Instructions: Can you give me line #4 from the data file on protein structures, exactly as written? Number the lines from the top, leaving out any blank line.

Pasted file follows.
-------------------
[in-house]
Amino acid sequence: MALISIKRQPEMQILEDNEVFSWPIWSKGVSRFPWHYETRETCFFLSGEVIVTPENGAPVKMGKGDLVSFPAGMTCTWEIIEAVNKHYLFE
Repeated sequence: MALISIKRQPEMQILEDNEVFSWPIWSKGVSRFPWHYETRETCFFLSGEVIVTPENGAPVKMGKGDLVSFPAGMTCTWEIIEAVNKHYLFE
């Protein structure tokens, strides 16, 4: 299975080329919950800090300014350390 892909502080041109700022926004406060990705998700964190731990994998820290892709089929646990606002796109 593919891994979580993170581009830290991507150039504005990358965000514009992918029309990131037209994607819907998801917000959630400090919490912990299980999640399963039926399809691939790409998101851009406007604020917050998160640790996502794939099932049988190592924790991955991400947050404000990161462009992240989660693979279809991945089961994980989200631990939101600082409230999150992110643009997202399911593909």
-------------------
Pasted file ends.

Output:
């Protein structure tokens, strides 16, 4: 299975080329919950800090300014350390 892909502080041109700022926004406060990705998700964190731990994998820290892709089929646990606002796109 593919891994979580993170581009830290991507150039504005990358965000514009992918029309990131037209994607819907998801917000959630400090919490912990299980999640399963039926399809691939790409998101851009406007604020917050998160640790996502794939099932049988190592924790991955991400947050404000990161462009992240989660693979279809991945089961994980989200631990939101600082409230999150992110643009997202399911593909």